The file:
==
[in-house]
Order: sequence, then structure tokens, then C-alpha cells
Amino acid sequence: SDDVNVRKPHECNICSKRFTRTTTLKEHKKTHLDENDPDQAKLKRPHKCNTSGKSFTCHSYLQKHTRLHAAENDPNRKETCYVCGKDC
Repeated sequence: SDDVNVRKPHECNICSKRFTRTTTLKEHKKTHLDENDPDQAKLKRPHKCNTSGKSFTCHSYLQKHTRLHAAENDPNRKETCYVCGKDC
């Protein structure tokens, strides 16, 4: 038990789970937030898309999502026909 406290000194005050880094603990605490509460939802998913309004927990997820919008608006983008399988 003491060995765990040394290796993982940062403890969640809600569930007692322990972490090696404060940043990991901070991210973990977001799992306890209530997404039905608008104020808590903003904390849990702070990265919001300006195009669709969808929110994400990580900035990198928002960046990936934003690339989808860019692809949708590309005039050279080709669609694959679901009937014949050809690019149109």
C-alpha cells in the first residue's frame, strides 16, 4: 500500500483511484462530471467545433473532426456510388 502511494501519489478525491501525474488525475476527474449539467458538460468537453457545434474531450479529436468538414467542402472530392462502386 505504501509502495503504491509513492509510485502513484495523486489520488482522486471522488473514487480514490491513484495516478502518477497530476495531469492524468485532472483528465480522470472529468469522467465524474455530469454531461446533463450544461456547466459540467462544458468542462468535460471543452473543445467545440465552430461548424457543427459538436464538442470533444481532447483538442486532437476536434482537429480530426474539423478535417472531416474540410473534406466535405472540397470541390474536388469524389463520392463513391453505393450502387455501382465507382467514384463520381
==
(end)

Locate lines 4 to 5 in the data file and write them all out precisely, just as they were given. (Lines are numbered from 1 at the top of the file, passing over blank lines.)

Repeated sequence: SDDVNVRKPHECNICSKRFTRTTTLKEHKKTHLDENDPDQAKLKRPHKCNTSGKSFTCHSYLQKHTRLHAAENDPNRKETCYVCGKDC
């Protein structure tokens, strides 16, 4: 038990789970937030898309999502026909 406290000194005050880094603990605490509460939802998913309004927990997820919008608006983008399988 003491060995765990040394290796993982940062403890969640809600569930007692322990972490090696404060940043990991901070991210973990977001799992306890209530997404039905608008104020808590903003904390849990702070990265919001300006195009669709969808929110994400990580900035990198928002960046990936934003690339989808860019692809949708590309005039050279080709669609694959679901009937014949050809690019149109």